The month of June is Pride Month, a time of celebration and joy for all members of the LGBTQ community to come together to celebrate who we are collectively and individually. This year’s celebration of Pride is one of historical significance as this year is the 50th year anniversary of the Stonewall riots. In the early morning dawn on June 28, 1969, the patrons of the Stonewall Inn, located in New York’s Greenwich Village, staged a counter offense against the NYPD which routinely raided establishments like this and arrested their patrons. Unlike other gay bars in the Village, the Stonewall Inn catered to the most vulnerable and marginalized of the LGBTQ community, drag queens, transgender people, effeminate gay men, butch lesbians, male hustlers and homeless youth. These riots lasted for four days and launched the gay civil rights movement. Voices of our community proclaimed that no longer would we allow to be silenced and marginalized because of who we were, supporters of the community joined the protesters as they fought back against those oppressive forces. In the months after, buoyed by the outcome of these riots, one of the first gay activist groups, the Gay Liberation Front (GLT) was formed which gave life to the first gay pride march, the Christopher Street Liberation Day which took place one year later in 1970 along with gay pride parades in Chicago, Los Angeles and San Francisco. In the span between the riots and the parade, GLT formed the first LGBTQ community center and the first transgender organization. The success of these riots in bringing awareness to the plight of the LGBTQ community could have never been realized without the passion and commitment of transgender activists Marsha P. Johnson and Sylvia Rivera and they will be memorialized and celebrated in a statue set to be erected this year in New York City as part of a local campaign called She Built NYC. Beyond the riots, these two tireless activists dedicated their lives to the purpose of enacting change in the community, to give voice to those who had none, to protect young LGBTQ lives when they were shunned and abandoned by their families and to give assistance to those with HIV/AIDS.
Stonewall was not the first time in which our community has faced adversity and certainly will not be the last. For 12 years later in 1981, our community would face a darkness that would fatally claim many of our brothers and sisters and forced our community to band together and fight back through activism when our government shamefully turned a blind eye as AIDS began to extinguish so many innocent lives. From this plague, organizations such as the Gay Men’s Health Crisis (GMHC), Act Up, the AIDS Project and countless others were formed to bring attention to the crisis, demand funding for research and more importantly to give services to the ill and comfort to their loved ones. During those dark times, fear was rampant, so much was unknown until the virus was identified in 1984 followed by the first test which was approved for use in 1985. It wasn’t until the early 90’s in which protease inhibitors were introduced as medications to be used to keep the virus at bay, although HIV remains a chronic illness and there is no cure. The AIDS quilt is a powerful tribute to the horrors of those years, patched together with panels recognizing the lives of those lost to the epidemic lovingly created by the ones they left behind.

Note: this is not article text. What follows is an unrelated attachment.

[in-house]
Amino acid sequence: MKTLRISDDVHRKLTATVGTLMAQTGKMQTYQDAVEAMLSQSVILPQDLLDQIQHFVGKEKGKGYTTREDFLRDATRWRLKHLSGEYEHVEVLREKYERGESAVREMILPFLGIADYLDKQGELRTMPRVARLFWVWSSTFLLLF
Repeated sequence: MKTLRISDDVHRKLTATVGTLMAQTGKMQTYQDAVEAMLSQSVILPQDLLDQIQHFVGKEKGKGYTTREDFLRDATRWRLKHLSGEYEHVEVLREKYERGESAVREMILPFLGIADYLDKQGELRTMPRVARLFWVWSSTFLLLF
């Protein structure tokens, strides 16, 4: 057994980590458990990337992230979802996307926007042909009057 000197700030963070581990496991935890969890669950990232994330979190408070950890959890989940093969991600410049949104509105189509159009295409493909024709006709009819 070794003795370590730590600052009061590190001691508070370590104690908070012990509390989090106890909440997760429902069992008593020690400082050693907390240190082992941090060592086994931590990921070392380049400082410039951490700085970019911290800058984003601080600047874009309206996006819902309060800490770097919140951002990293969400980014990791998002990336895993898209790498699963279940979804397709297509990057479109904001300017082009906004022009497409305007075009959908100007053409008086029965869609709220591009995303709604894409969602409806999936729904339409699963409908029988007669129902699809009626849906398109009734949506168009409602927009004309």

While our community has faced many battles and the scars serve as a reminder of our trials and tribulations, we must always stand together and be there for each other. Right now, I call on all of you to continue to love yourselves, be proud of who you are, watch over your loved ones, your friends and your families. As you attend the celebrations and parades, remember those who gave and sacrificed so that we can live our lives free of regret and shame. Never forget what came before, learn the history of your community, embrace the differences of those within the community and volunteer with your local LGBTQ organization. Celebrate the fact that you can now legally marry the one you love. Keep in mind, we have travelled far and though the journey has been hard, the dream of equality can be achieved. Ask yourself, what can you do to show your pride and enact positive change in the community and the world in which you live. Someday, somewhere over the rainbow, we will reach the promised land but only if we continue the fight together.